Sunday, June 28, 2009


Apparently Leipnitz claimed that we live in the best of all worlds. I guess there must have billions of people since then who would have disagreed with this statement at one point in their lives. Perhaps you can say instead that we live in the most useful world for developing our soul, taken into consideration the karmic debt that each of us still has to live through.

You will not believe it, these thoughts went through my head when I pulled out the lawn mower yesterday. I am one of the few people in my neighborhood who does the yard work myself. Ten years ago, before my children were born, my wife and I lived happily in an apartment in Boston and the very thought that I would take on the wilderness on a sacred weekend day would have made me cringe. Well, a lot has changed since my children were born and it suddenly makes perfect sense to me.

Actually, my 4-year old son is helping me, if you can believe it. There are only two activities when I can really channel his limitless energy, yard work and sports. The other day I was working on a project that required shovelling sand on a wheelbarrow and at one point we had to carry our crying boy inside when we felt it got too much for him, "but Papa", he screamed, "the job isn't finished". Amazing stuff, no wonder Bob the Builder is his hero.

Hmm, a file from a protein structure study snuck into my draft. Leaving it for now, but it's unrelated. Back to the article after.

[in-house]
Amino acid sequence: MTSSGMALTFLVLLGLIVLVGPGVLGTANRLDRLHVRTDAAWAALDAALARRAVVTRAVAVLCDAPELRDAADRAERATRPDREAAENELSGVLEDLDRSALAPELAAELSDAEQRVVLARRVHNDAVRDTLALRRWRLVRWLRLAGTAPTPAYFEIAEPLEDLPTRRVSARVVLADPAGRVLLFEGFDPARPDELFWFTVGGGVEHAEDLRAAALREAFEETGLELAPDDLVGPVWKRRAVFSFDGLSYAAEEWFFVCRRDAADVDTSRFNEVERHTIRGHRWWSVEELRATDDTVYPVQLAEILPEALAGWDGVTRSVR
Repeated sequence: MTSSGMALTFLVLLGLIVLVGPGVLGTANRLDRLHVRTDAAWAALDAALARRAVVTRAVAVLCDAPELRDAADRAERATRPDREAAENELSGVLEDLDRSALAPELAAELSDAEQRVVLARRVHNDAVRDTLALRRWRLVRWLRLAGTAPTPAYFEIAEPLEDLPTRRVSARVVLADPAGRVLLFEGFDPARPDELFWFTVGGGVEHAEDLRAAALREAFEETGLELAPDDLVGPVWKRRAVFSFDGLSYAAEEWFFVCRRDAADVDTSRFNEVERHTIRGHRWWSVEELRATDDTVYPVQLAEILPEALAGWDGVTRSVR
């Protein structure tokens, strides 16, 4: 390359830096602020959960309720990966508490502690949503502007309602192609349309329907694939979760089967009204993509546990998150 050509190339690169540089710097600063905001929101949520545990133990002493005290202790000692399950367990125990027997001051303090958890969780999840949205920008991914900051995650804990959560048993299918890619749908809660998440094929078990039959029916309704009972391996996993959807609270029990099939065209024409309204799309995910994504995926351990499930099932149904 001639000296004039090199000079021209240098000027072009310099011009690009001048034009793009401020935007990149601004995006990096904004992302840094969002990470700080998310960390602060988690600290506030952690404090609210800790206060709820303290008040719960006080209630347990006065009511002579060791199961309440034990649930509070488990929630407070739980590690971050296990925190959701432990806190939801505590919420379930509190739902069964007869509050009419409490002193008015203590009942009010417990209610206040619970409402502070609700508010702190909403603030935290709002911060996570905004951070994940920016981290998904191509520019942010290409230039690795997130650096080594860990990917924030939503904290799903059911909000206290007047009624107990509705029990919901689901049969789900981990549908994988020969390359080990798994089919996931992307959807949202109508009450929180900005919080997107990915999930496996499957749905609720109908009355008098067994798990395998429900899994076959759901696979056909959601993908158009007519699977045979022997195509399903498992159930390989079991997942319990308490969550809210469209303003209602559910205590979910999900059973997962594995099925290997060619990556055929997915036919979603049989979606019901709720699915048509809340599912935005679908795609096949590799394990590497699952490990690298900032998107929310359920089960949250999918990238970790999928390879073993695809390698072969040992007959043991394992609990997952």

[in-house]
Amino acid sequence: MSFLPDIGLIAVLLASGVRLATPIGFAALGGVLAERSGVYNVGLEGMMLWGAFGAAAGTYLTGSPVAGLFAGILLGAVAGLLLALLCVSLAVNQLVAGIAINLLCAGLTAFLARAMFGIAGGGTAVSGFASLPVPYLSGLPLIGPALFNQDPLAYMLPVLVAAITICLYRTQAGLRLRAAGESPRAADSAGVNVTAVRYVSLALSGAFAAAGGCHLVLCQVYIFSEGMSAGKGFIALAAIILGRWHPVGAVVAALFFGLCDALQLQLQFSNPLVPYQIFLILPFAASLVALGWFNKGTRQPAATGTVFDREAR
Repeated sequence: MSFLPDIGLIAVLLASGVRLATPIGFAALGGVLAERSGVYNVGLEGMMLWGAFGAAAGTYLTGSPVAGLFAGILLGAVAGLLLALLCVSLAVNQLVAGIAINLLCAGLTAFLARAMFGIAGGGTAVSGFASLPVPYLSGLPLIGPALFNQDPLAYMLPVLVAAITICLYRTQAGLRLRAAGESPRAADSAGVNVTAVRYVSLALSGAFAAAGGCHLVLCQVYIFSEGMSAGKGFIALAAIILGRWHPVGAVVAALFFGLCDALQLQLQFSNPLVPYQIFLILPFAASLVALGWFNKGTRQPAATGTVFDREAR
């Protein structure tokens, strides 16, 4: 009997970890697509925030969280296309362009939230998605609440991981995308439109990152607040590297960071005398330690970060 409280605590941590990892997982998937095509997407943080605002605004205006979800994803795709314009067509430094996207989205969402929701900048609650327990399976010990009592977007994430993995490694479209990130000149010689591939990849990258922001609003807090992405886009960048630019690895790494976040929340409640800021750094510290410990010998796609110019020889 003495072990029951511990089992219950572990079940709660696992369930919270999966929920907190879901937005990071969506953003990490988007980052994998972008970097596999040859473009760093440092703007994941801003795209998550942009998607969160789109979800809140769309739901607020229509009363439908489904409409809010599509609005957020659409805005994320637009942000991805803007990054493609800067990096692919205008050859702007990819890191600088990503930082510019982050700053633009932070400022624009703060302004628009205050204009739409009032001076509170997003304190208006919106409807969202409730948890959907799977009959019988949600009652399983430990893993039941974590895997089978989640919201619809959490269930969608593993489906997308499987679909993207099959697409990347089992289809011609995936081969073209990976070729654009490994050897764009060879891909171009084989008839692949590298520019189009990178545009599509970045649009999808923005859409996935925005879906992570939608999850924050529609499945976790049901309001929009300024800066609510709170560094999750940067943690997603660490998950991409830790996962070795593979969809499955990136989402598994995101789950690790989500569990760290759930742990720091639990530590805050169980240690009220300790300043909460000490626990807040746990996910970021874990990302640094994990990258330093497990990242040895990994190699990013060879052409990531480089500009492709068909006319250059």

So the thought I had yesterday, is that many mundane things have their meaning. Working in the yard is truly spiritual. You have to have an eye for everything, you enjoy the growth and expansion, and you have to accept the decay and death of plants. I know that ten to fifteen years from now our children will have better things to do, and most likely, so will I. I see myself writing books when I have more time, and will probably look out of the window on a sunny Saturday afternoon and see a professionally landscaped yard and will think to myself that this too is perfectly right at this moment.

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